There were many stars at the show, but thankfully none of them caused the incredibly disruptive line that Stan Lee's presence created last year. William Shatner was the big celebrity guest this year, and he apparently was very nice and gracious to the folks who helped him out. My friend Chris, who shuttled Shatner to and from the airport, reports that Shatner gave him an autographed photo for his hard work. Nice indeed.

Here are some of my favorite moments from the show...
  • Meeting Brian Hurtt of Sixth Gun fame and having a half-hour chat with him about my "Essentialized" collection of his old Hard Time series. That book is one of the prides of my collection, and I had a great time talking with Hurtt about how much I enjoyed the series while he told me some funny behind-the-scenes stories of the book.
  • Sharing drinks with Frank Cho, Nathan Edmondson and others at the Image Comics party. Cho was a super-nice guy – we mostly talked about the struggles he had with buying a foreclosed house extremely cheaply. I know that wasn't the most glamorous conversation, but it was really pleasant to have a real, human conversation with a creator whose work I admire. It's fun to see these creators as regular human beings.
  • Geof Darrow was super chill. He seemed like the calmest, most pleasant and most easy going guy. When I bought one of his giant (2x3 or so) prints, he not only drew a little sketch on the back, he also drew a giant sketch on the back – completely without any prompting from me. (Now how do I frame it??) But here's my better Darrow story: while I was up at his table, this young family comes up to the table, including an adorable little three-year-old. Darrow looks the little girl in the eye and asks, "would you like a donut?" The girl of course nods her happy little head, and her day was made by the very nice man with the funny sketches.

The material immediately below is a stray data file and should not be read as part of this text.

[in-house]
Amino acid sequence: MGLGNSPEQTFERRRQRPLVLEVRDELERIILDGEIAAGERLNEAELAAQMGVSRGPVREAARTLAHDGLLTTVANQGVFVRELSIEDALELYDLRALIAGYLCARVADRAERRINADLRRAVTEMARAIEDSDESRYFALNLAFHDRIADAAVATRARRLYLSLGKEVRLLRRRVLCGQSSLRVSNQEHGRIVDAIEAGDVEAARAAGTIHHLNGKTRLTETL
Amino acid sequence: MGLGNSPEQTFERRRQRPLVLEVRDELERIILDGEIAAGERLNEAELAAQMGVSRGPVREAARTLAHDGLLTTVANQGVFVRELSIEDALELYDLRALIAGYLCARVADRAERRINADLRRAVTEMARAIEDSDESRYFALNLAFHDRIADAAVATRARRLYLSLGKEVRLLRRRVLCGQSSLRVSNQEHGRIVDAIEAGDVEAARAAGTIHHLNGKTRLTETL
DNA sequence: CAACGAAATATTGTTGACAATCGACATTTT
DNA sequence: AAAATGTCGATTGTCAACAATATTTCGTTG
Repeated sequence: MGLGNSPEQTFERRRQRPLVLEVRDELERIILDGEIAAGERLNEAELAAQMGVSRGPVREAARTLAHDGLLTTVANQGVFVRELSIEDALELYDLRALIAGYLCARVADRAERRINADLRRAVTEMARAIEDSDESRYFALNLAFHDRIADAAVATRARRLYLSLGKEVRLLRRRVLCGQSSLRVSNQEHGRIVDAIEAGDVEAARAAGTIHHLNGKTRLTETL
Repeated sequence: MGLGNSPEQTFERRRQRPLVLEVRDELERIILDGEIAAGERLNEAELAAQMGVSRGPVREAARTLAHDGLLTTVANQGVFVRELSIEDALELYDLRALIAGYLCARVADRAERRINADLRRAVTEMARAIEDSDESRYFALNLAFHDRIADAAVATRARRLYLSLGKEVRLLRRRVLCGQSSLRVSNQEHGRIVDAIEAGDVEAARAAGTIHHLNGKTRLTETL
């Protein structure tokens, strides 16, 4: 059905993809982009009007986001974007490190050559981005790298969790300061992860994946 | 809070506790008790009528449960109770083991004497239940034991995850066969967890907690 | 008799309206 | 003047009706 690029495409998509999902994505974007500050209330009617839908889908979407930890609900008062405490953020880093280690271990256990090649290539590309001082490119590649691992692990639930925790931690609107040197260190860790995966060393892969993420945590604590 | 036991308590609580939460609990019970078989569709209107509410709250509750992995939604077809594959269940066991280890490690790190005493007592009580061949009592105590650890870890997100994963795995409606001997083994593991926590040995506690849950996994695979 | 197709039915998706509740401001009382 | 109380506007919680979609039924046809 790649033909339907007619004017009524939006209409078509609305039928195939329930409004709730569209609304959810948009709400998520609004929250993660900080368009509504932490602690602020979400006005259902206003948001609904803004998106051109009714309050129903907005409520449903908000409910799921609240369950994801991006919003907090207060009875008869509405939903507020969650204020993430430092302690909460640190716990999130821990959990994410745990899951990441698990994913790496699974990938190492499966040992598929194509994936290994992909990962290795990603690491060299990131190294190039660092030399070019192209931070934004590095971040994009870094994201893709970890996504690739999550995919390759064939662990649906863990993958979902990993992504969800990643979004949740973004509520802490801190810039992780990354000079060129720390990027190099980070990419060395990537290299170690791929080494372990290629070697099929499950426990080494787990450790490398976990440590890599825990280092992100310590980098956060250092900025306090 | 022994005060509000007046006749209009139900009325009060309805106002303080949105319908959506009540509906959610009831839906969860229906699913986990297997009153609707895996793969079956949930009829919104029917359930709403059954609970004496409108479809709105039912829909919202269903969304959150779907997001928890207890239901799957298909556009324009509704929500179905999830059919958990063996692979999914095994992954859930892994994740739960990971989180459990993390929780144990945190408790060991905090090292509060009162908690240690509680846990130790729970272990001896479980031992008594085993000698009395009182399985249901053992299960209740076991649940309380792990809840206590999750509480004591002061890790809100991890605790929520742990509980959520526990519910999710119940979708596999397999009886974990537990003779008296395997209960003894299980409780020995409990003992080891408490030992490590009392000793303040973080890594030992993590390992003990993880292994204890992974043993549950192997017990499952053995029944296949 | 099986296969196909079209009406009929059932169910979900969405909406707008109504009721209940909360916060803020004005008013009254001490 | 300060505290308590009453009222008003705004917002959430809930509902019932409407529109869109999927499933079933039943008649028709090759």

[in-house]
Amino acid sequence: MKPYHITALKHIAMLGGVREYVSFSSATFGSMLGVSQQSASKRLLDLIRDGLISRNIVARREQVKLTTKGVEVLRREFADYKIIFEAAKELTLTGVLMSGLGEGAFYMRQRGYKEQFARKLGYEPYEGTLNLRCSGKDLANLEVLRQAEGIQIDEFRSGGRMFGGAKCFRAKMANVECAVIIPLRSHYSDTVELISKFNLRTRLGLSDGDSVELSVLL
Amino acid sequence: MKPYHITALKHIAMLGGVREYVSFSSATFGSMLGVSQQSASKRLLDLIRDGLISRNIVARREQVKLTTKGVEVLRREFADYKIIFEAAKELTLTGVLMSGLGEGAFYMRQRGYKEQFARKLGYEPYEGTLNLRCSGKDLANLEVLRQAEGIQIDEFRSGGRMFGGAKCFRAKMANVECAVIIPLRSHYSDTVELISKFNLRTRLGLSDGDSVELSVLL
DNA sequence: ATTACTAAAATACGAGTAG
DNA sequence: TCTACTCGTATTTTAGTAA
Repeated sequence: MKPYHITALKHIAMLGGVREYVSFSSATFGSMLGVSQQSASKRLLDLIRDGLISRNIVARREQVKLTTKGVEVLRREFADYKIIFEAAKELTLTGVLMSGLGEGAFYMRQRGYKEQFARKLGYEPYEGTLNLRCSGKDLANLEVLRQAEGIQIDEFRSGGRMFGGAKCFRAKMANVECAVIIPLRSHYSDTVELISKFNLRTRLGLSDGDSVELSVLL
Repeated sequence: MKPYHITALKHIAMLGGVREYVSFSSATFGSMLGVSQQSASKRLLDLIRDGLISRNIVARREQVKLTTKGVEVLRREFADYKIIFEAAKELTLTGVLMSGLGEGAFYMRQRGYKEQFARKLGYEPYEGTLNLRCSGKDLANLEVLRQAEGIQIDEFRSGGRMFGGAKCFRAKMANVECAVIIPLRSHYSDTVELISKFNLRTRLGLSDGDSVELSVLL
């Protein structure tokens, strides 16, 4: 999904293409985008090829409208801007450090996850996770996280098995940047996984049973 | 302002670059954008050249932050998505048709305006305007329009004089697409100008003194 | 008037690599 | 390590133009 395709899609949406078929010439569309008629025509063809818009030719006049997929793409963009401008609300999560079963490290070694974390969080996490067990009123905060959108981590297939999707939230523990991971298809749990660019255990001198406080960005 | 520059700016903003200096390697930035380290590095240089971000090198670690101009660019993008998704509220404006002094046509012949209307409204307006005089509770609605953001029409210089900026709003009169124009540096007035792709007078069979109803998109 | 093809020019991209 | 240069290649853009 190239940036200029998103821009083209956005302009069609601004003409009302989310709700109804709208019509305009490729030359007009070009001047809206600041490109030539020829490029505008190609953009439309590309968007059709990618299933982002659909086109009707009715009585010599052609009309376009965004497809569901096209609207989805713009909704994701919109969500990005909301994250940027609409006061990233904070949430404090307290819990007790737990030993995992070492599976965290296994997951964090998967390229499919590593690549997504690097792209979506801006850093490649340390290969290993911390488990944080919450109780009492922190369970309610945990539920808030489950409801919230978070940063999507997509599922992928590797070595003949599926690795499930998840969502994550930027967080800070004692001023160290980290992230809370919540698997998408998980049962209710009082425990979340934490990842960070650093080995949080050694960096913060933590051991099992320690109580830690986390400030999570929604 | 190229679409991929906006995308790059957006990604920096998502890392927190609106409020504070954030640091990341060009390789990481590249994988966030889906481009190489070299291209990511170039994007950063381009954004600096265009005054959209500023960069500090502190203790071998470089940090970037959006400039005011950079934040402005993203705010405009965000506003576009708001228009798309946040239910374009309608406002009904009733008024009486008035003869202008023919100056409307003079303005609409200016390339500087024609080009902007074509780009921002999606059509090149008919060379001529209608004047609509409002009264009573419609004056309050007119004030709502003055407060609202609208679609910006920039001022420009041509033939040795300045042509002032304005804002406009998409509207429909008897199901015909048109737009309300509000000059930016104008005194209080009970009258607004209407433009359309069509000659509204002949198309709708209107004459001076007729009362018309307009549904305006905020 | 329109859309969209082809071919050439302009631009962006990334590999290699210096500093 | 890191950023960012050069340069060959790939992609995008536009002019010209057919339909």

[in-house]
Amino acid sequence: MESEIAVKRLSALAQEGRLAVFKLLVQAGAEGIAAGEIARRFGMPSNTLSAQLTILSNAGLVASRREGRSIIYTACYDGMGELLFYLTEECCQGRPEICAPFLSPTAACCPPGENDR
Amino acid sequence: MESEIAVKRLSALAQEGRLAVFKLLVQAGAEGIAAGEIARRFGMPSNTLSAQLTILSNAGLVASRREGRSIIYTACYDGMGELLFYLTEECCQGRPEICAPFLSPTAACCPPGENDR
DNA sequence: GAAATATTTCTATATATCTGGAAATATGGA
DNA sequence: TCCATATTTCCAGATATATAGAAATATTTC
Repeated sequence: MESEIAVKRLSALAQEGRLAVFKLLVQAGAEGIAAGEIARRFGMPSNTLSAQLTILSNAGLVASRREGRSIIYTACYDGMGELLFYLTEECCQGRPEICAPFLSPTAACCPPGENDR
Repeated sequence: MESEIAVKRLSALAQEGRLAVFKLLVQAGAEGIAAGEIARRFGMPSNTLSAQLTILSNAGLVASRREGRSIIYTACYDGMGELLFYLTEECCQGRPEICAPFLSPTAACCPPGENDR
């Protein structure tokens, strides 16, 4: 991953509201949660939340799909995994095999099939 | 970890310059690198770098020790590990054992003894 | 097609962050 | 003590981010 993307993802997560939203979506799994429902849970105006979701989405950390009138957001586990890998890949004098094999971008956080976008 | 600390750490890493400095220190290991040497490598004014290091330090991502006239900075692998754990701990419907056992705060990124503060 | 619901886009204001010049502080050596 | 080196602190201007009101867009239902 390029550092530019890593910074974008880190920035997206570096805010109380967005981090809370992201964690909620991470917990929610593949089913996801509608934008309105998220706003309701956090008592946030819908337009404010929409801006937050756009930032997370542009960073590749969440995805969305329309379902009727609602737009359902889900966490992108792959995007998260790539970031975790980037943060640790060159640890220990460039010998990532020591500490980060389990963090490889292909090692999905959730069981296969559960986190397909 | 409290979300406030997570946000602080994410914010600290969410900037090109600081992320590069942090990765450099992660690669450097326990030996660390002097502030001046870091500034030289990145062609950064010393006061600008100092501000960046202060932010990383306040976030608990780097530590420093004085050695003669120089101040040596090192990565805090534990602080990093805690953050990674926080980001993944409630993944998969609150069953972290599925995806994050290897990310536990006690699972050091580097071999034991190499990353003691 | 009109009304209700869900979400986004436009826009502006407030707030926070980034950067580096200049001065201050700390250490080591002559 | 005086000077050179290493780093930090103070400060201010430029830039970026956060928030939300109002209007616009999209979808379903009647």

• Getting to interview Nick Spencer, who seemed completely happy and humble for the fame that's suddenly come his way. It's obvious that Spencer is living the dream that he's wanted to live for a long time, and is glorying in the pleasure of the moment. He may get big one day, but on this day, he was very wonderfully humble.
  • Picking up an autographed Rat City Rollergirls poster for my daughter. She's roller derby crazy, like a lot of people in the Seattle area!
  • Getting to interview a slew of creators. I think Pete Wood might have been my favorite. The artist of Action Comics is clearly having the time of his life working with Paul Cornell on the adventures of Lex Luthor - and his wife is a terrific artist, too.
  • Okay, that girl in the Cthulu mask? I got a mad crush on her!
  • The Dwayne McDuffie panel was a really sweet and wonderful tribute to a man who clearly touched many peoples' lives deeply. I could really feel the affection emanate from the entire panel that was discussing his career, which of course makes his passing even more bittersweet.
  • And of course getting to hang out with my friends - Charles, Laura, Chris, Zack, Becky, Nic and Nick and the guys from MTV Geek. This was a great con for socializing, and I had a great time.
This year was kind of a transitional year for the ECCC but I hope it keeps its warm and friendly feel. One thing I heard over and over again was how well-organized the convention was, and how much people were looking forward to attending again next year.

I'm looking forward to attending it again next year, if only to see if my streak of good times at the con can continue.